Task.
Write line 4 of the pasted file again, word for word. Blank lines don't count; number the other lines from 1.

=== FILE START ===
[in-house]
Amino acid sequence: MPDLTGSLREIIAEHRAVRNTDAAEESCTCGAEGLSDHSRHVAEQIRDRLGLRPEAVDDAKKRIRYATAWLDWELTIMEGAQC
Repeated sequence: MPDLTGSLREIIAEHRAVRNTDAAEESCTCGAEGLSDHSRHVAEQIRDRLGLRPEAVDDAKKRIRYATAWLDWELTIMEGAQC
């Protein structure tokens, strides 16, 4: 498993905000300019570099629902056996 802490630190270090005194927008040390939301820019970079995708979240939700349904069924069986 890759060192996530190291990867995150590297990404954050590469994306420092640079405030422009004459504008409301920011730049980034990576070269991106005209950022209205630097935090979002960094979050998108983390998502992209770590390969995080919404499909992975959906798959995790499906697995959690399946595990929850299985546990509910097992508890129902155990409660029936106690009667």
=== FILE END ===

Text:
């Protein structure tokens, strides 16, 4: 498993905000300019570099629902056996 802490630190270090005194927008040390939301820019970079995708979240939700349904069924069986 890759060192996530190291990867995150590297990404954050590469994306420092640079405030422009004459504008409301920011730049980034990576070269991106005209950022209205630097935090979002960094979050998108983390998502992209770590390969995080919404499909992975959906798959995790499906697995959690399946595990929850299985546990509910097992508890129902155990409660029936106690009667």